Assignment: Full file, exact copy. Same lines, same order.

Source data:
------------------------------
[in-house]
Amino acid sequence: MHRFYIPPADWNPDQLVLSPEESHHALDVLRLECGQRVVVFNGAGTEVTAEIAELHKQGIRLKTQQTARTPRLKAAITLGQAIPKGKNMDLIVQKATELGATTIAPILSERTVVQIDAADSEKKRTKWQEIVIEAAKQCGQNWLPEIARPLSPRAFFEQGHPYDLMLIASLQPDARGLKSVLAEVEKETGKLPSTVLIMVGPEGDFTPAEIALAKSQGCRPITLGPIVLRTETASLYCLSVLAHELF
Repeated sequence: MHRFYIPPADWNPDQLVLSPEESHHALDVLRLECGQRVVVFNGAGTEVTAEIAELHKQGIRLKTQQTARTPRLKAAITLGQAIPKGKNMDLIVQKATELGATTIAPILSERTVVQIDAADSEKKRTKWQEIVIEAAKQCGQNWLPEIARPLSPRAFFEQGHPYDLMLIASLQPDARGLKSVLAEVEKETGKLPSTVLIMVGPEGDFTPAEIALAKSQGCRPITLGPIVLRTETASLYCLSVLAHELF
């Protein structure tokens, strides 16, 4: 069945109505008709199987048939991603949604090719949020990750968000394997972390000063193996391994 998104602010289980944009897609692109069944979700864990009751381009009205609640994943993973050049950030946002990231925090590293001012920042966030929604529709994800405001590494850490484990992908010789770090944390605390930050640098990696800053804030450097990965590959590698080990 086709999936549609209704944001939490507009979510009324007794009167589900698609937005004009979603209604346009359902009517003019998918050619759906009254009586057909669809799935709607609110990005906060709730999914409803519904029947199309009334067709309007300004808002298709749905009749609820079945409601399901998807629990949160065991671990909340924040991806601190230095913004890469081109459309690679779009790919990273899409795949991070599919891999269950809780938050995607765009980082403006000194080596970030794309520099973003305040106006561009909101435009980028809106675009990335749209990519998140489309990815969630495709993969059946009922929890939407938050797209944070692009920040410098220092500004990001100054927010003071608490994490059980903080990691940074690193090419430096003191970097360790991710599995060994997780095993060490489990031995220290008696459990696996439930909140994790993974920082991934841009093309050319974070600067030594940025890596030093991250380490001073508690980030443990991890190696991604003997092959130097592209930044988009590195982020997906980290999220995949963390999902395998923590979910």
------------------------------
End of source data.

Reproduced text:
[in-house]
Amino acid sequence: MHRFYIPPADWNPDQLVLSPEESHHALDVLRLECGQRVVVFNGAGTEVTAEIAELHKQGIRLKTQQTARTPRLKAAITLGQAIPKGKNMDLIVQKATELGATTIAPILSERTVVQIDAADSEKKRTKWQEIVIEAAKQCGQNWLPEIARPLSPRAFFEQGHPYDLMLIASLQPDARGLKSVLAEVEKETGKLPSTVLIMVGPEGDFTPAEIALAKSQGCRPITLGPIVLRTETASLYCLSVLAHELF
Repeated sequence: MHRFYIPPADWNPDQLVLSPEESHHALDVLRLECGQRVVVFNGAGTEVTAEIAELHKQGIRLKTQQTARTPRLKAAITLGQAIPKGKNMDLIVQKATELGATTIAPILSERTVVQIDAADSEKKRTKWQEIVIEAAKQCGQNWLPEIARPLSPRAFFEQGHPYDLMLIASLQPDARGLKSVLAEVEKETGKLPSTVLIMVGPEGDFTPAEIALAKSQGCRPITLGPIVLRTETASLYCLSVLAHELF
């Protein structure tokens, strides 16, 4: 069945109505008709199987048939991603949604090719949020990750968000394997972390000063193996391994 998104602010289980944009897609692109069944979700864990009751381009009205609640994943993973050049950030946002990231925090590293001012920042966030929604529709994800405001590494850490484990992908010789770090944390605390930050640098990696800053804030450097990965590959590698080990 086709999936549609209704944001939490507009979510009324007794009167589900698609937005004009979603209604346009359902009517003019998918050619759906009254009586057909669809799935709607609110990005906060709730999914409803519904029947199309009334067709309007300004808002298709749905009749609820079945409601399901998807629990949160065991671990909340924040991806601190230095913004890469081109459309690679779009790919990273899409795949991070599919891999269950809780938050995607765009980082403006000194080596970030794309520099973003305040106006561009909101435009980028809106675009990335749209990519998140489309990815969630495709993969059946009922929890939407938050797209944070692009920040410098220092500004990001100054927010003071608490994490059980903080990691940074690193090419430096003191970097360790991710599995060994997780095993060490489990031995220290008696459990696996439930909140994790993974920082991934841009093309050319974070600067030594940025890596030093991250380490001073508690980030443990991890190696991604003997092959130097592209930044988009590195982020997906980290999220995949963390999902395998923590979910």